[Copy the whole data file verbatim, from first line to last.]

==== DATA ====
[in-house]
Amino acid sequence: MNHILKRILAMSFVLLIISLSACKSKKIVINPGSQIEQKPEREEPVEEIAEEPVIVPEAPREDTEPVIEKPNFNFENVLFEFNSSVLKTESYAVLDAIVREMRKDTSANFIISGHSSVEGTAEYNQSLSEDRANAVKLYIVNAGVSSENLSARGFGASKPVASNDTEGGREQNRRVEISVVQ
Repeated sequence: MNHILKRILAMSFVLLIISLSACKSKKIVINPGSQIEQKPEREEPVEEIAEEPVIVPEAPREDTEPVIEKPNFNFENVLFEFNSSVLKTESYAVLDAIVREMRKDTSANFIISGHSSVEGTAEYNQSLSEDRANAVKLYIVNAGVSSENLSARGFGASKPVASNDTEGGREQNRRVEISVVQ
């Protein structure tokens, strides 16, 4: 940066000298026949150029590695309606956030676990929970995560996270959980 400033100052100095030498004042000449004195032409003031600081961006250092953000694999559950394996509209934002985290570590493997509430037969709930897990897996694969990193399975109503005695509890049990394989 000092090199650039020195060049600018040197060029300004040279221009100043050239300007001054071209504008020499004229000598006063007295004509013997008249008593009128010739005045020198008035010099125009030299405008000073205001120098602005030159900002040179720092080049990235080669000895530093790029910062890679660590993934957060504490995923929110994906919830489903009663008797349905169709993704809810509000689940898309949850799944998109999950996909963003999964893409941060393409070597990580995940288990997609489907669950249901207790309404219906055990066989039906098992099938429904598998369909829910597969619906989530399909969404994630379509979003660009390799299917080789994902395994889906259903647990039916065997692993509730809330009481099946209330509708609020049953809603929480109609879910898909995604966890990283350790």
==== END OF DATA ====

[in-house]
Amino acid sequence: MNHILKRILAMSFVLLIISLSACKSKKIVINPGSQIEQKPEREEPVEEIAEEPVIVPEAPREDTEPVIEKPNFNFENVLFEFNSSVLKTESYAVLDAIVREMRKDTSANFIISGHSSVEGTAEYNQSLSEDRANAVKLYIVNAGVSSENLSARGFGASKPVASNDTEGGREQNRRVEISVVQ
Repeated sequence: MNHILKRILAMSFVLLIISLSACKSKKIVINPGSQIEQKPEREEPVEEIAEEPVIVPEAPREDTEPVIEKPNFNFENVLFEFNSSVLKTESYAVLDAIVREMRKDTSANFIISGHSSVEGTAEYNQSLSEDRANAVKLYIVNAGVSSENLSARGFGASKPVASNDTEGGREQNRRVEISVVQ
């Protein structure tokens, strides 16, 4: 940066000298026949150029590695309606956030676990929970995560996270959980 400033100052100095030498004042000449004195032409003031600081961006250092953000694999559950394996509209934002985290570590493997509430037969709930897990897996694969990193399975109503005695509890049990394989 000092090199650039020195060049600018040197060029300004040279221009100043050239300007001054071209504008020499004229000598006063007295004509013997008249008593009128010739005045020198008035010099125009030299405008000073205001120098602005030159900002040179720092080049990235080669000895530093790029910062890679660590993934957060504490995923929110994906919830489903009663008797349905169709993704809810509000689940898309949850799944998109999950996909963003999964893409941060393409070597990580995940288990997609489907669950249901207790309404219906055990066989039906098992099938429904598998369909829910597969619906989530399909969404994630379509979003660009390799299917080789994902395994889906259903647990039916065997692993509730809330009481099946209330509708609020049953809603929480109609879910898909995604966890990283350790």